I'm more interested in doing resets on guitars that aren't worth much - the yard sale specials - but the problem is, can I really bill the owner what the work is worth. The going rate for a professional reset is $300+ (and when you've done a few you'll understand why) - is it really justifiable to charge even half that on a guitar that might be worth a hundred bucks. Once you have reset the neck they still require nut and saddle work and often frets.

      I see lots and lots of old Yamies that could be really nice guitars if they had a reset but in my experience they just don't (normally) come apart. Everything else is a crap shoot and resets can be very invasive. Good luck.

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      • #5
        The Guild was made sometime between 1973 - 1975. I bought it around 1981 and sold it to my brother a few years later when I needed some money for college. I stayed in Texas and he moved to Tennessee. I always considered this guitar the one that "got away".

        About two years ago I was visiting my brother and he gave me the guitar. It still sounds as good as I remembered. But, the neck needs a reset, refretting, etc. In the 34 years that it was MIA, the guitar had been refinished as best he could. It was before the internet and youtube, so he did it with limited information.

        Anyway, my plan is to bring it back to its former glory. Before any repairs on the Guild are attempted, I will practice on one or two victims first and see how that goes.


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        • Freeman Keller
          Freeman Keller commented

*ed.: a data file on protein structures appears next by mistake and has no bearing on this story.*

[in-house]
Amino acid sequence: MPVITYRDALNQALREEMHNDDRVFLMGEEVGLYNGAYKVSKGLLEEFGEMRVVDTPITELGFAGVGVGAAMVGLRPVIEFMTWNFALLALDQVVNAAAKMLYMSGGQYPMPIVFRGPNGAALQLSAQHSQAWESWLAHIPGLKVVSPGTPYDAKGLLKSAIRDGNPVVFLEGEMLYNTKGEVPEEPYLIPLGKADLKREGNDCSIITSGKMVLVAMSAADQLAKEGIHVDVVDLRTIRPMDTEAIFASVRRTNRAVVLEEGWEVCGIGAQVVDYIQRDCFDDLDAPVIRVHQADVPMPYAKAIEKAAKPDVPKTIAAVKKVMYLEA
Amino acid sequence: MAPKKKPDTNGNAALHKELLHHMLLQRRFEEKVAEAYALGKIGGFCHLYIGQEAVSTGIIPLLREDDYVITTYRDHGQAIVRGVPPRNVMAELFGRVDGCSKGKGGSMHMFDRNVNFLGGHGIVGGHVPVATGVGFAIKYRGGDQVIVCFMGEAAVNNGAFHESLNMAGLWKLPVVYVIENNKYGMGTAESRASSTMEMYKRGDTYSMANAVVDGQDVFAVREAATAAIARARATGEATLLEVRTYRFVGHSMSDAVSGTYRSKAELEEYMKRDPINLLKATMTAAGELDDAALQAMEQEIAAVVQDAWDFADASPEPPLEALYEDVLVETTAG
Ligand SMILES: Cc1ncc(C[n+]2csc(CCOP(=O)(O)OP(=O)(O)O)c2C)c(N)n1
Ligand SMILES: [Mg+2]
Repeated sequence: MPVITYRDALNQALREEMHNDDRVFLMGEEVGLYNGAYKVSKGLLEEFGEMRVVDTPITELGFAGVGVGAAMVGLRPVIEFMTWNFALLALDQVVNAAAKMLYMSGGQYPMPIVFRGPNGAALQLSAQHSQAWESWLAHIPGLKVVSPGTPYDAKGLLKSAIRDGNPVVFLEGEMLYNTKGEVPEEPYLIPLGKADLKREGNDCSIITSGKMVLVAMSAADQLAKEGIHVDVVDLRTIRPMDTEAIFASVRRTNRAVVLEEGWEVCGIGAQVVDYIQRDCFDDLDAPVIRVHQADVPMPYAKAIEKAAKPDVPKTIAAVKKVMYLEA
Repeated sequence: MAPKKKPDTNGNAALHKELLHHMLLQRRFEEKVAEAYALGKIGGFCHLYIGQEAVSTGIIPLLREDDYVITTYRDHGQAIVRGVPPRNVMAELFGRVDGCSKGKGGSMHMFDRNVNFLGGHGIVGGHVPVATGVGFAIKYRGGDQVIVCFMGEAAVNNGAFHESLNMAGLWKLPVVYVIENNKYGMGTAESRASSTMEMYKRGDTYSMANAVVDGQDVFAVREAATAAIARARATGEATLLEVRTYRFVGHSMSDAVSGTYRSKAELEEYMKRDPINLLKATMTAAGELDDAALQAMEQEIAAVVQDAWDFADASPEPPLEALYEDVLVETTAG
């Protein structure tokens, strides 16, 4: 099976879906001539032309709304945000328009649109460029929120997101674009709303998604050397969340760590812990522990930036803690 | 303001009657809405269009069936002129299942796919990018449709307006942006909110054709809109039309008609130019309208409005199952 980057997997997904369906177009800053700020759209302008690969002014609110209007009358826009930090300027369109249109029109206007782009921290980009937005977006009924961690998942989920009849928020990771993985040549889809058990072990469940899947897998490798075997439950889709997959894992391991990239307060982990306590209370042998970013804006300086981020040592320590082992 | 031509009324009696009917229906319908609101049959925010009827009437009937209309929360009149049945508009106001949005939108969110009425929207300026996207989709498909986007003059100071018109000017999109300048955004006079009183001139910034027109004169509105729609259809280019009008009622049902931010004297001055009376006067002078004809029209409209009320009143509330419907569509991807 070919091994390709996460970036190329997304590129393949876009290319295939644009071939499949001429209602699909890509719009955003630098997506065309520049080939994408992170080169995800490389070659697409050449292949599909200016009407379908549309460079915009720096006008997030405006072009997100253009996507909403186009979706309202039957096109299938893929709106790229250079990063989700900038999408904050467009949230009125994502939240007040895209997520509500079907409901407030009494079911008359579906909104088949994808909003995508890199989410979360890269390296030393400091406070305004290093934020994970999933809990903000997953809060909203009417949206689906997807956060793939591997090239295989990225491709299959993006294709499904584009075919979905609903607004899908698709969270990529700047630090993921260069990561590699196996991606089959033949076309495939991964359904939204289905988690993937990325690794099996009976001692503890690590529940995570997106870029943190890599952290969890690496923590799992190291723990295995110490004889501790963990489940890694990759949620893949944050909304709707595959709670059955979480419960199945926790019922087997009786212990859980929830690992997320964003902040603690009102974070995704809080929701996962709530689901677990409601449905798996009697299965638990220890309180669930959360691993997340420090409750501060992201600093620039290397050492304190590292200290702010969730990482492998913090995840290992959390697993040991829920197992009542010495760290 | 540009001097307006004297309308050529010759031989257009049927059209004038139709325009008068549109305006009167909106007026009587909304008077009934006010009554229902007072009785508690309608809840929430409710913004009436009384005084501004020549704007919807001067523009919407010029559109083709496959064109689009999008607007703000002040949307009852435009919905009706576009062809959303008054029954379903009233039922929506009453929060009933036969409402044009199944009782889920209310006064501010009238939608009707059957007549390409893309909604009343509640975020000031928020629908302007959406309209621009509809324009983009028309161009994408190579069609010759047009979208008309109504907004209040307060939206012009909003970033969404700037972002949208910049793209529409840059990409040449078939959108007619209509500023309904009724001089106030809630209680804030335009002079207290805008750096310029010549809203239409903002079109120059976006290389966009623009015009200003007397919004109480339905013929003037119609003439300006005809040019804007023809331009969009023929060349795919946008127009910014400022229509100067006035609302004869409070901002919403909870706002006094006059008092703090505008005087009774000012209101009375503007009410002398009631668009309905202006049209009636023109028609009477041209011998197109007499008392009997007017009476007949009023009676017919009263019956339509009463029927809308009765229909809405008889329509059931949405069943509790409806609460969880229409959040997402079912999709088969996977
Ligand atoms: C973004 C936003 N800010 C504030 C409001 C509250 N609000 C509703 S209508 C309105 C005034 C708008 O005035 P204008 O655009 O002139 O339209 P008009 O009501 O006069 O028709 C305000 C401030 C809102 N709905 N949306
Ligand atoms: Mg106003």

Editing a comment
          Nice story. I'll be interested in hearing how it all works out.

      • #6
        It turns out the cheap Fender F-330-12 might make a good test subject. I was able to release the fretboard extension from the body fairly easy. I did leave some indentations on the top around the neck. Won't make that mistake on the Guild.

        I decided to just cut off the fretboard at the 12th fret on the Fender for easy access to the joint. That might be the way I do it for the Guild because I've read their necks can be difficult to steam off. My reasoning is that it should make the job a lot easier, the guitar already had a hole repaired on the side and doesn't have the original finish, so I'm not destroying any value due to it's vintage. Also, the neck has binding so the cut should be invisible. Not sure at this point, but it seems like the best idea for now.

        I'll post some photo updates as it progresses. It will probably be a long, slow process though because this is a busy year for me with various other projects at home and work.


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        • #7